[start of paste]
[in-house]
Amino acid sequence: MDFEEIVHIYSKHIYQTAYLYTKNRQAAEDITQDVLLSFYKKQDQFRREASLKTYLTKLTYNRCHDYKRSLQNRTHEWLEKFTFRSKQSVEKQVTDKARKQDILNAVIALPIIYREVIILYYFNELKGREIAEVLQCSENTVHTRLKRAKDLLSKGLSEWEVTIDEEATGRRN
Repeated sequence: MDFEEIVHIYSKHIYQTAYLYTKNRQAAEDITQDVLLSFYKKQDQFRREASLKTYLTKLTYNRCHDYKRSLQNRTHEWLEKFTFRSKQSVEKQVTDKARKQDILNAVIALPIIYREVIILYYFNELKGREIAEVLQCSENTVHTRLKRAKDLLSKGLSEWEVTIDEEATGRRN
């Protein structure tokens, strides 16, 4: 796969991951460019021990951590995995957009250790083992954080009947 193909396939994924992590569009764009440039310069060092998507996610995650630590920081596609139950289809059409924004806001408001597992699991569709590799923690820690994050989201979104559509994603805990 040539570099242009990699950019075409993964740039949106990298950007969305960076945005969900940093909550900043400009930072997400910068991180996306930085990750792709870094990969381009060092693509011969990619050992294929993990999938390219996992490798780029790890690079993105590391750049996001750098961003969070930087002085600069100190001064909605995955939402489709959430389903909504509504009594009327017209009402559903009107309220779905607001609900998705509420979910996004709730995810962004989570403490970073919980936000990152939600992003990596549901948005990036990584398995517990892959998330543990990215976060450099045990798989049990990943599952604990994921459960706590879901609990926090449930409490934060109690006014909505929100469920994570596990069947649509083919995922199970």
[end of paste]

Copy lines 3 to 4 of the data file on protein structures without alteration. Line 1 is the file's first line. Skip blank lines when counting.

Repeated sequence: MDFEEIVHIYSKHIYQTAYLYTKNRQAAEDITQDVLLSFYKKQDQFRREASLKTYLTKLTYNRCHDYKRSLQNRTHEWLEKFTFRSKQSVEKQVTDKARKQDILNAVIALPIIYREVIILYYFNELKGREIAEVLQCSENTVHTRLKRAKDLLSKGLSEWEVTIDEEATGRRN
């Protein structure tokens, strides 16, 4: 796969991951460019021990951590995995957009250790083992954080009947 193909396939994924992590569009764009440039310069060092998507996610995650630590920081596609139950289809059409924004806001408001597992699991569709590799923690820690994050989201979104559509994603805990 040539570099242009990699950019075409993964740039949106990298950007969305960076945005969900940093909550900043400009930072997400910068991180996306930085990750792709870094990969381009060092693509011969990619050992294929993990999938390219996992490798780029790890690079993105590391750049996001750098961003969070930087002085600069100190001064909605995955939402489709959430389903909504509504009594009327017209009402559903009107309220779905607001609900998705509420979910996004709730995810962004989570403490970073919980936000990152939600992003990596549901948005990036990584398995517990892959998330543990990215976060450099045990798989049990990943599952604990994921459960706590879901609990926090449930409490934060109690006014909505929100469920994570596990069947649509083919995922199970």